Robust Overfitting may be mitigated by properly learned smoothening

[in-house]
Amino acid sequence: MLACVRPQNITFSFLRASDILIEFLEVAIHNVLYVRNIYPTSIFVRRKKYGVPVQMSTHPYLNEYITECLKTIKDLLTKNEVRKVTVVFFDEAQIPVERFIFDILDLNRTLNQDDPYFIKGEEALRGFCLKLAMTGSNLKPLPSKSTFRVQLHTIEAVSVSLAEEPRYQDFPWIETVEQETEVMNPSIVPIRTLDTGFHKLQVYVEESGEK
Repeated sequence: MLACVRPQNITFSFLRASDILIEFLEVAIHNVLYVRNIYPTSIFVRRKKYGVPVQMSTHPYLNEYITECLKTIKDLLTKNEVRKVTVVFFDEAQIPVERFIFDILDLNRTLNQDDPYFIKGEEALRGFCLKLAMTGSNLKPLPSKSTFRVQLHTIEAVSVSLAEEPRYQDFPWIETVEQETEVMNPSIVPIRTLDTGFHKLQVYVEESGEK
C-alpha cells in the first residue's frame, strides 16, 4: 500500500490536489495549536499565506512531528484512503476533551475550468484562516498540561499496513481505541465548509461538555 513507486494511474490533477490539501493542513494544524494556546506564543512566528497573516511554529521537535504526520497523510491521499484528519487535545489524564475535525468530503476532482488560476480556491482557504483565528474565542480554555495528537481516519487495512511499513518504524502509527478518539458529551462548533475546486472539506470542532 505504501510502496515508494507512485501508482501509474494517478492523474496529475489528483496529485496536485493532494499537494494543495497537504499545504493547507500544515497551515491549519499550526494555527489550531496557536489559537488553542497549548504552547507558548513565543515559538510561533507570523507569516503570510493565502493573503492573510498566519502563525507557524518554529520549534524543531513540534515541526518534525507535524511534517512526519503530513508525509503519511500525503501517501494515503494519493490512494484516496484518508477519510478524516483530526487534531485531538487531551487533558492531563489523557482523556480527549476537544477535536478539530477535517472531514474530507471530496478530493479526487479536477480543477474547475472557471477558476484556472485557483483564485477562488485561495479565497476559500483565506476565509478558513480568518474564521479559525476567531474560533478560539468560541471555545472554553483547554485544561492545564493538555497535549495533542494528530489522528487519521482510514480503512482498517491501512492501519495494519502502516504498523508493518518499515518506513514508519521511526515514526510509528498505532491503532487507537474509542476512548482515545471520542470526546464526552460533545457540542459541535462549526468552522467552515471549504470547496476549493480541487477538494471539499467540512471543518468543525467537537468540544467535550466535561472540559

A recent study (Rice et al., 2020) revealed overfitting to be a dominant phenomenon in adversarially robust training of deep networks, and that appropriate early-stopping of adversarial training (AT) could match the performance gains of most recent algorithmic improvements. This intriguing problem of robust overfitting motivates us to seek more remedies. As a pilot study, this paper investigates two empirical means to inject more learned smoothening during AT: one leveraging knowledge distillation and self-training to smooth the logits, the other performing stochastic weight averaging (Izmailov et al., 2018) to smooth the weights. Despite the embarrassing simplicity, the two approaches are surprisingly effective and hassle-free in mitigating robust overfitting. Experiments demonstrate that by plugging in them to AT, we can simultaneously boost the standard accuracy by 3.72%~6.68% and robust accuracy by 0.22%~2 .03%, across multiple datasets (STL-10, SVHN, CIFAR-10, CIFAR-100, and Tiny ImageNet), perturbation types ($\ell_{\infty}$ and $\ell_2$), and robustified methods (PGD, TRADES, and FSGM), establishing the new state-of-the-art bar in AT. We present systematic visualizations and analysis to dive into their possible working mechanisms. We also carefully exclude the possibility of gradient masking by evaluating our models' robustness against transfer attacks. We promise to publicly release our codes and pre-trained models.

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